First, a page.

Fashion in crime fiction, like in all other aspects of life – and literature – is a strange business. Who are the ‘immortals’, and who are the fine writers who have simply vanished from shelves both in the bookshop and the home? The ‘immortals’ number just a handful. I would nominate Conan Doyle, Chandler, Christie and Simenon. There are other writers who have produced books which regularly feature in ‘best of’ lists, such as Capote, Sayers, Du Maurier, Wilkie Collins, Leonard and Highsmith, but whose body of work does not stand up with the four ‘immortals’. This series will focus on a handful of authors whose works, for whatever reason, have passed from mind and familiarity.
One of my favourite contemporary writers, Phil Rickman, pointed me in the direction of PM Hubbard (left) who wrote English crime novels with just a hint of supernatural menace about them. After a career in public service, he became a full time writer, and contributing to the magazine Punch as well as writing verse, both of which activities contrast strongly with his dark novels. Although Hubbard died in 1980 his books are still available, and although I have come late to the feast, I can still savour the meat. This is the first of a two part examination of Hubbard’s writing.
Flush As May (1963) takes its title from a soliloquy by Hamlet, and Hubbard sets the piece in an ostensibly idyllic rural England, contemporary with the time of the novel’s publication. Margaret Canting is an Oxford undergraduate staying in the nearby village of Lodstone She takes it upon herself to see in May Morning, not by carolling from the top of a church tower, but with a dawn stroll. Her idyll is interrupted when she finds the corpse of a man, sleeping his final sleep against the grassy bank at the edge of a field.
She strides back into Lodstone and rouses the village policeman, PC Robin. His scepticism about her discovery is confirmed when the pair arrive at the scene to find – absolutely nothing. Humiliated by the constable’s scorn, Margaret returns to her B & B, having briefly made the acquaintance of a young chauffeur at the roadside. She learns, upon her return to Oxford, that his name is Jacob Garrod and that he is a fellow undergraduate. The pair meet for a drink, and Margaret reveals the full story of her May Morning adventure.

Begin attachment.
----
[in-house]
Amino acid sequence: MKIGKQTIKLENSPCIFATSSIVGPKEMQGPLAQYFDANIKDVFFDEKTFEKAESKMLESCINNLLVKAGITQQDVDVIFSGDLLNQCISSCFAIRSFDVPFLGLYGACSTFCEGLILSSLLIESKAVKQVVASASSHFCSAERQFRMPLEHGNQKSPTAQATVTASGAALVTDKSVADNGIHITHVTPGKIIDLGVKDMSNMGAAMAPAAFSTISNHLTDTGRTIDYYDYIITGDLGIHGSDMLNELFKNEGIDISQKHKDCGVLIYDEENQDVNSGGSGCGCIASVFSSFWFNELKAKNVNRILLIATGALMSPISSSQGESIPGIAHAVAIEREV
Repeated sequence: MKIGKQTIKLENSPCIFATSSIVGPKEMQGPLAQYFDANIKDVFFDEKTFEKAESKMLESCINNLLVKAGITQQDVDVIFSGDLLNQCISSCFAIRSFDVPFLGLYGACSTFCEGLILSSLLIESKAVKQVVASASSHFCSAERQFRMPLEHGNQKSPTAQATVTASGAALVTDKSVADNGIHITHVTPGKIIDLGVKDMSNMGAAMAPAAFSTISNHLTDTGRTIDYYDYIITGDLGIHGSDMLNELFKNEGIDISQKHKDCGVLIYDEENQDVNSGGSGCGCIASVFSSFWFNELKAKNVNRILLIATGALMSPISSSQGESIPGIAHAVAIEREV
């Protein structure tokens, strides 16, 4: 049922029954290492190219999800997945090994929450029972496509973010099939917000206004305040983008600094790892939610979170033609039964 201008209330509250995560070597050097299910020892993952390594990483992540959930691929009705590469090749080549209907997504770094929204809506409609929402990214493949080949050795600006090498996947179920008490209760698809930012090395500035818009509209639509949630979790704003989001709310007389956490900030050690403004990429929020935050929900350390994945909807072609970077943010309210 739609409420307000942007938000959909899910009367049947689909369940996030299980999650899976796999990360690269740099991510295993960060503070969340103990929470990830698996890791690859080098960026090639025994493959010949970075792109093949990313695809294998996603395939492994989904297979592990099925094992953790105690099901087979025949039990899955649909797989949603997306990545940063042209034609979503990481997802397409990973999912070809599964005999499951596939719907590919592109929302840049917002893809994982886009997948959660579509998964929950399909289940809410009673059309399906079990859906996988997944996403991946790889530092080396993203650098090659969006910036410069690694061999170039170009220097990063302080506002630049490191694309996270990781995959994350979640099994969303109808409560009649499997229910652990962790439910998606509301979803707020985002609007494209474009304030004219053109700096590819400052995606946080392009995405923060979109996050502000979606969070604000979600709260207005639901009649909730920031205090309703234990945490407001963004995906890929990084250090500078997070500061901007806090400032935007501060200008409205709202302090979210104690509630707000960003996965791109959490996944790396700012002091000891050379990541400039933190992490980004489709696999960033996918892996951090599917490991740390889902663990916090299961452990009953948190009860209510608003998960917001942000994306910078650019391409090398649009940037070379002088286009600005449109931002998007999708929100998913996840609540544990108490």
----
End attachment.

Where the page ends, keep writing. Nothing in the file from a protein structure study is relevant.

Together, the pair decide to get the bottom of the mystery of the missing corpse, with the assistance of one or two of Margaret’s well connected relatives. What has so far been something of a ‘jolly jape’ becomes infinitely more serious when they discover that an unholy alliance of old established farming families in and around Lodstone has an unhealthy influence on local events.
This is a lighter novel than those which followed, and there is plenty of gentle humour, such as when Jacob tries to find out more about the agricultural mafia by attending a cattle auction:
“…..where he bid unsuccessfully for a lot of heifers whose air of gentle bewilderment appealed to him. They attended the event placidly, like a consignment of Circassian virgins under the hammer in ancient Rome …”
But as if he were holding his fire until he could see the whites of our eyes, Hubbard gently ramps up the music of unease by turning our attention – alongside that of Margaret and Jacob – to the landscape itself. We discover that the residents of Lodstone and their ancestors have an allegiance to the shape of the hills and fields that is fired by a folk memory which stretches back much further than the laws and conventions of either the Christian church or the civil justice system. The climax of the story brings Margaret face to face with the very embodiment of an ancient evil.